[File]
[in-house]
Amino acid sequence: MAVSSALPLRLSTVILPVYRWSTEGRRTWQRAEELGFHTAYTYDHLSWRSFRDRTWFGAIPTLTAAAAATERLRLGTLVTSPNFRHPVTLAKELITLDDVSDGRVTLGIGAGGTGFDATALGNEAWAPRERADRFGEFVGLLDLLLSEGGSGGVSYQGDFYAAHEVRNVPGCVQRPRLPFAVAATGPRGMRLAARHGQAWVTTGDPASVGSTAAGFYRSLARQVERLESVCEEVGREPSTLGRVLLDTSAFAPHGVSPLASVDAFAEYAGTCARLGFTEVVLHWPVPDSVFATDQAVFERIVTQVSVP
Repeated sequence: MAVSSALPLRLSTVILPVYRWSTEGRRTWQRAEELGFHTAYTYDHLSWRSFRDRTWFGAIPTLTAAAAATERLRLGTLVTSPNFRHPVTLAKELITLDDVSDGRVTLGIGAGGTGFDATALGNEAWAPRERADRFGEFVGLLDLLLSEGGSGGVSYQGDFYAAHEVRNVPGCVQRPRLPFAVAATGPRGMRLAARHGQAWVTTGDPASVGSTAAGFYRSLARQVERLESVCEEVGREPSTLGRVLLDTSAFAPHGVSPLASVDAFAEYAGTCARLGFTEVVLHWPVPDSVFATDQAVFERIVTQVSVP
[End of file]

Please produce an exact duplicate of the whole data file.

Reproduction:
[in-house]
Amino acid sequence: MAVSSALPLRLSTVILPVYRWSTEGRRTWQRAEELGFHTAYTYDHLSWRSFRDRTWFGAIPTLTAAAAATERLRLGTLVTSPNFRHPVTLAKELITLDDVSDGRVTLGIGAGGTGFDATALGNEAWAPRERADRFGEFVGLLDLLLSEGGSGGVSYQGDFYAAHEVRNVPGCVQRPRLPFAVAATGPRGMRLAARHGQAWVTTGDPASVGSTAAGFYRSLARQVERLESVCEEVGREPSTLGRVLLDTSAFAPHGVSPLASVDAFAEYAGTCARLGFTEVVLHWPVPDSVFATDQAVFERIVTQVSVP
Repeated sequence: MAVSSALPLRLSTVILPVYRWSTEGRRTWQRAEELGFHTAYTYDHLSWRSFRDRTWFGAIPTLTAAAAATERLRLGTLVTSPNFRHPVTLAKELITLDDVSDGRVTLGIGAGGTGFDATALGNEAWAPRERADRFGEFVGLLDLLLSEGGSGGVSYQGDFYAAHEVRNVPGCVQRPRLPFAVAATGPRGMRLAARHGQAWVTTGDPASVGSTAAGFYRSLARQVERLESVCEEVGREPSTLGRVLLDTSAFAPHGVSPLASVDAFAEYAGTCARLGFTEVVLHWPVPDSVFATDQAVFERIVTQVSVP